• 3/4 cup (112g) raisins*
  • 3 Tablespoons (38g) granulated sugar
  • 1 teaspoon ground cinnamon
  • coating the bowl: nonstick spray or 1 Tablespoon olive oil

Water Bath

  • 2 quarts water
  • 1/4 cup (85g) honey (or barley malt syrup)*

Egg Wash

  • 1 egg white beaten with 1 Tablespoon water

Instructions

  1. Prepare the dough: Whisk the warm water and yeast together in the bowl of your stand mixer fitted with a dough hook attachment. Cover and allow to sit for 5 minutes.
  2. Add the flour, brown sugar, salt, and vanilla extract. Beat on low speed for 2 minutes, then beat in the raisins until combined. The dough is very stiff and will look somewhat dry.
  3. Mix the sugar and cinnamon together and sprinkle onto a clean surface. Place the dough on top. Knead the dough for 4 minutes, picking up all that cinnamon sugar. Work as much of the cinnamon sugar mixture as you can into the dough. The dough may become a little wet from the added sugar– that’s ok.
  4. Lightly grease a large bowl with oil or nonstick spray. Place the dough in the bowl, turning it to coat all sides in the oil. Cover the bowl with aluminum foil, plastic wrap, or a clean kitchen towel.  Allow the dough to rise at room temperature for 60-90 minutes or until double in size.
  5. Line two large baking sheets with parchment paper or silicone baking mats.
  6. Shape the bagels: When the dough is ready, punch it down to release any air bubbles. Divide the dough into 8 equal pieces. (Just eyeball it– doesn’t need to be perfect!) Shape each piece into a ball. Press your index finger through the center of each ball to make a hole about 1.5 – 2 inches in diameter. Watch video above for a visual. Loosely cover the shaped bagels with kitchen towel and rest for a few minutes as you prepare the water bath.
  7. Preheat oven to 425°F (218°C).
  8. Water bath: Fill a large, wide pot with 2 quarts of water. Whisk in the honey. Bring water to a boil, then reduce heat to medium-high. Drop bagels in, 2-4 at a time, making sure they have enough room to float around. Cook the bagels for 1 minute on each side.
  9. Using a pastry brush, brush the egg wash on top and around the sides of each bagel. Place 4 bagels onto each lined baking sheet. Bake for 20-25 minutes, rotating the pan halfway through. You want the bagels to be a dark golden brown. Remove from the oven and allow bagels to cool on the baking sheets for 20 minutes, then transfer to a wire rack to cool completely.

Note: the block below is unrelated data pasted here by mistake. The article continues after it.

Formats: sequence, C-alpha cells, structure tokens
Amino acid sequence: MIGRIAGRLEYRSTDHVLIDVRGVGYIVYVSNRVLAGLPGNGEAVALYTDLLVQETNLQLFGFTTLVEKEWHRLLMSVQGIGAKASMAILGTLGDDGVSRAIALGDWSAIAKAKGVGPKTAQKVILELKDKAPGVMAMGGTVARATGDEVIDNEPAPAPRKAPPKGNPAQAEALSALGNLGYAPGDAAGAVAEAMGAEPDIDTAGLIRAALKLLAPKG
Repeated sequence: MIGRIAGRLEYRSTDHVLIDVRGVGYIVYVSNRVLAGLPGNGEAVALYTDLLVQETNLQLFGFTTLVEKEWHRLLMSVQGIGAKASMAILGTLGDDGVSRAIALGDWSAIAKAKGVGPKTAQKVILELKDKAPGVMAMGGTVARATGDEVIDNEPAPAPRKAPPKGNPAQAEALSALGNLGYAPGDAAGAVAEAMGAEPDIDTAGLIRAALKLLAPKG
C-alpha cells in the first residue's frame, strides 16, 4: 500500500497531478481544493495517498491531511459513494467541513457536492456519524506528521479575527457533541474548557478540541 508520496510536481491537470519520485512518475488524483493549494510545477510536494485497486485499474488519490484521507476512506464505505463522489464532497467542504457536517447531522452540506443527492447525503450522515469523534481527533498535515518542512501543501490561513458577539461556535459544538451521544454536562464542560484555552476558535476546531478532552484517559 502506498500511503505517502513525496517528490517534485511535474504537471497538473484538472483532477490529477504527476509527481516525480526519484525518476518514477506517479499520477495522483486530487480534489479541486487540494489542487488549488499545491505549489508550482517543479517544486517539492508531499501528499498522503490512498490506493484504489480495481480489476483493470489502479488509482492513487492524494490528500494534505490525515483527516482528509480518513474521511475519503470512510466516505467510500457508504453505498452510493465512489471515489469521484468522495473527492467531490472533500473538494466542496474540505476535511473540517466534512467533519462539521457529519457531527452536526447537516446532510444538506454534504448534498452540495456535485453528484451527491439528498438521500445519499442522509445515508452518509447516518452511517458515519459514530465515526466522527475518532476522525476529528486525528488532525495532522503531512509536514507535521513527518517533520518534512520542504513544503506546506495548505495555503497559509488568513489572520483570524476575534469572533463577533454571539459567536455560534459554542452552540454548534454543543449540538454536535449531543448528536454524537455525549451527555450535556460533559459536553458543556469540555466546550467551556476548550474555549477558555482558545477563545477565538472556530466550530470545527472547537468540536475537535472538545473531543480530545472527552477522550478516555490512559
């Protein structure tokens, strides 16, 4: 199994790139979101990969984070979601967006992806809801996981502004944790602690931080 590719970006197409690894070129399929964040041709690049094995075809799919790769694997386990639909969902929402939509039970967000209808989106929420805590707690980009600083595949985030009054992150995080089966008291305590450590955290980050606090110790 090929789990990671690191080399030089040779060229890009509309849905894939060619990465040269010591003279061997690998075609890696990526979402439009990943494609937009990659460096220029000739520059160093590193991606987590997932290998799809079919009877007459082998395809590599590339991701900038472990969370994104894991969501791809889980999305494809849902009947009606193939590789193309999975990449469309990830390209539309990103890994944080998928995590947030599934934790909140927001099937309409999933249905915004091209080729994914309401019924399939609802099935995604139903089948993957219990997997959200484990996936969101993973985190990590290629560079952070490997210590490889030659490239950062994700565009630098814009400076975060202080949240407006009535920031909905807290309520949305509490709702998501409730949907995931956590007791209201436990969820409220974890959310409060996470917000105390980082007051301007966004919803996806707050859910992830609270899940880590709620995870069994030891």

10. Slice, toast, top, whatever you want! Cover leftover bagels tightly and store at room temperature for a few days or in the refrigerator for up to 1 week.

Notes

  1. Overnight Instructions: Prepare the dough through step 4, allowing the dough to rise overnight in the refrigerator. The slow rise gives the bagels wonderful flavor! In the morning, remove the dough from the refrigerator and let the dough rise for 45 minutes at room temperature. Continue with step 5. I don’t recommend shaping the bagels the night before as they may puff up too much overnight.
  2. Freezing Instructions: Baked bagels freeze wonderfully! Freeze them for up to 3 months, thaw overnight in the refrigerator or at room temperature, then warm to your liking. You can also freeze the bagel dough. After punching down the dough in step 6, wrap the dough tightly in plastic wrap, then a layer of aluminum foil. Freeze for up to 3 months. Thaw overnight in the refrigerator, then punch the dough down again to release any air bubbles. Continue with the rest of step 6.
  3. Yeast: Use instant or active dry yeast. If using active dry yeast, the rise time may be up to 2 hours. Reference my Baking with Yeast Guide for answers to common yeast FAQs.
  4. Bread Flour: Bagels require a high protein flour. Bread flour is a must.
  5. Barley Malt Syrup: This ingredient can be a little hard to find, but truly gives bagels that traditional malty flavor we all know and love. Most natural food stores carry it. I offer alternatives such as brown sugar in the dough and honey in the water bath; I’ve made bagels with these alternatives AND with barley malt syrup and honestly love both versions.
  6. Bread Machine: Place the dough ingredients into the pan of the machine. Program the machine to dough or manual, then start. After 9-10 minutes, the dough will be quite stiff. Allow the machine to complete its cycle, then continue with the recipe.
  7. By Hand: If you do not have a mixer, you can mix the dough together in a large bowl then knead by hand for 10-15 minutes.
  8. Special Equipment: stand mixer fitted with a dough hook attachment, large baking sheets (I love these), big pot (I use my 5.5 quart dutch oven), pastry brush.
  9. Adapted from a mix of recipes I’ve tried: King Arthur Flour, Cook’s Illustrated, and Complete Book of Breads.

Keywords: cinnamon raisin bagels, bagels

Here's exactly how to make homemade cinnamon raisin bagels with lots of step-by-step photos! Click through for the recipe on sallysbakingaddiction.com